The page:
A series of gelatin and sodium alginate mixtures (total polymer concentration 0.2% w/v) were prepared by dispersing them in distilled water and pH was adjusted in the range 2.5 to 7.0. The absolute viscosity of the equilibrium fluid of coacervate mixtures was determined in triplicate using U tube viscometer at controlled temperature.

Turbidity of gelatin sodium alginate mixtures (0.05% w/v total colloid concentration) was measured at pH range 1.5 to 4.5 in duplicate at 600 nm (Shimadzu UV-160A UV/Vis spectrophotometer) in 1 cm cuvetts against distilled water.

Coacervates were prepared using standard procedure in calibrated 15 ml centrifuge tubes at 3% w/v total colloid concentration and adjusting pH in the range 2.5 to 4.0. The coacervate volume was measured, the equilibrium fluid was decanted and the coacervate wet weight was measured. Wet coacervate was dried at 60° till constant dry weight was obtained. The solution of coacervate gel was prepared by dissolving the coacervate gel in 0.2N sodium hydroxide. This solution and equilibrium fluid were diluted appropriately with distilled water and analyzed for gelatin by Biuret assay and sodium alginate by phenol-sulphuric acid assay.

The percent specific viscosities were calculated from the measured absolute viscosity values. The changes in percent specific viscosities of a series of gelatin-sodium alginate mixture as a function of the colloid mixing ratio are shown fig. 1. In the mixture of gelatin and sodium alginate at pH 1.5, additive behavior of viscosity was not observed because at such low pH, sodium alginate precipitates as alginic acid which is water insoluble resulting in decrease in viscosity. In addition, as its pka value is in the range of 3.4 to 4.4. At such low pH, it mainly exists in unionized form indicating no gelatin-sodium alginate interaction[10].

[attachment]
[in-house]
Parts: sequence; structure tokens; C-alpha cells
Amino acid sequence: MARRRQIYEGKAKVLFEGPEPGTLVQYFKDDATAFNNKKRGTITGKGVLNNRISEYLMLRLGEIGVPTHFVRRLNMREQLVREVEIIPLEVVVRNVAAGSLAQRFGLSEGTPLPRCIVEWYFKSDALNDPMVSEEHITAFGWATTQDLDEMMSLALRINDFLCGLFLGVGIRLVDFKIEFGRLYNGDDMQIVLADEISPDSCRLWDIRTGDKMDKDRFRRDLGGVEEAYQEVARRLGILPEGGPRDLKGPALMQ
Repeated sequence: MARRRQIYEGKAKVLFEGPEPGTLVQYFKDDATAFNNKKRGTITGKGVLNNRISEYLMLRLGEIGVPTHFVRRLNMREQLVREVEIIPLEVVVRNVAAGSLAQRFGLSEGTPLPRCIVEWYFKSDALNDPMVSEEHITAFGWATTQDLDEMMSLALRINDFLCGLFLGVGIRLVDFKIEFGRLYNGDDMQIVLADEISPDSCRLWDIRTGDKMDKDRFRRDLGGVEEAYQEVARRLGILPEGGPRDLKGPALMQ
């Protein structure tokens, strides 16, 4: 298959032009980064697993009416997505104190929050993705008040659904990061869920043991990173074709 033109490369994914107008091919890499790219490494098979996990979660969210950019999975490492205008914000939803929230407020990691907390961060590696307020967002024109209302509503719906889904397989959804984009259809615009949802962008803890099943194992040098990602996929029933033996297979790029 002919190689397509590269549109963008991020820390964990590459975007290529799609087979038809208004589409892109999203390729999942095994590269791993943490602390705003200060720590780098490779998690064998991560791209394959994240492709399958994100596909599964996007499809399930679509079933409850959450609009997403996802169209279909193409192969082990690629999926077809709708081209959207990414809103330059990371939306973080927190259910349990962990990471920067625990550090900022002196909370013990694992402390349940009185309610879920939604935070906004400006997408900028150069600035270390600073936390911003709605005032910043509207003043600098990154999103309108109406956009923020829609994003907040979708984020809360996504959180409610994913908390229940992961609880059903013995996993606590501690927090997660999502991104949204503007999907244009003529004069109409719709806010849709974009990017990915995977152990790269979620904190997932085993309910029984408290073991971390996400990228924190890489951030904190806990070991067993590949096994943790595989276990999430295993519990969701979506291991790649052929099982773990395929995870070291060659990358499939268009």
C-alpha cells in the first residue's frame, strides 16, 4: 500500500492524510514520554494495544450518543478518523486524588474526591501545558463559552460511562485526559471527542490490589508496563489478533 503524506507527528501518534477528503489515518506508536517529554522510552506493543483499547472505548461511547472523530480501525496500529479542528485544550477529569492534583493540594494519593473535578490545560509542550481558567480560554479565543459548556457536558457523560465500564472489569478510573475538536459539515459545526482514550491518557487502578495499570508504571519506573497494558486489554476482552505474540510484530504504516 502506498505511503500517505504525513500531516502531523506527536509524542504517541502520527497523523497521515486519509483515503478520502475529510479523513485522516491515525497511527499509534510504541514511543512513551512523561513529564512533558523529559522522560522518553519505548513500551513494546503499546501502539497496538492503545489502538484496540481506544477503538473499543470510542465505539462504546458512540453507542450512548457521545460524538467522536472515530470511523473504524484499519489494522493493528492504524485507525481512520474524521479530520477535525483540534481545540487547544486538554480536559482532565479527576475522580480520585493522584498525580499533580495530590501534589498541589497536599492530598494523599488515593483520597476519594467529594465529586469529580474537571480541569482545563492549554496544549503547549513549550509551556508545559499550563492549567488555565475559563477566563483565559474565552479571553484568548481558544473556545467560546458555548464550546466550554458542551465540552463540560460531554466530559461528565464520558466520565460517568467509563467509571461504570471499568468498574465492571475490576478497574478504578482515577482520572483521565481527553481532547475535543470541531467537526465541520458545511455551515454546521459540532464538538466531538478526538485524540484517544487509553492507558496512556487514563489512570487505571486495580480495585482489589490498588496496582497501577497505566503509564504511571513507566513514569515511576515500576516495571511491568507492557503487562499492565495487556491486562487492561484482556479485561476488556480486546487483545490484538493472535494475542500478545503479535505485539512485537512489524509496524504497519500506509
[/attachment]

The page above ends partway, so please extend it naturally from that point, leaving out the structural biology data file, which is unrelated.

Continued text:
Fig 1
Effect of % sodium alginate content in colloid mixture on % specific viscosity.

Coacervation was clearly evident at all colloid mixing ratios over pH range 2.5 to 4 and minimum values of viscosity were noted. In this pH range, sodium alginate was negatively charged and gelatin was positively charged, resulting in electrostatic interaction and hence complex coacervation. As the coacervation pH was raised from 2.5 to 4, the number of anionic charges on sodium alginate was increased while net positive charge on gelatin was decreased until it reached to zero at its isoelectric point (pH 4.7). As a result of this; decreasing amount of sodium alginate was required for an equivalent interaction to occur with gelatin, resulting in coacervation. Thus, a shift in position of minima of curves was observed with pH change. Fig. 1 shows that at pH 2.5, sodium alginate 33.33 % of total polymer gave optimal coacervation indicated by minimum in the curve, whereas at pH 4 the optimal coacervation occurred at 9.09% sodium alginate concentration.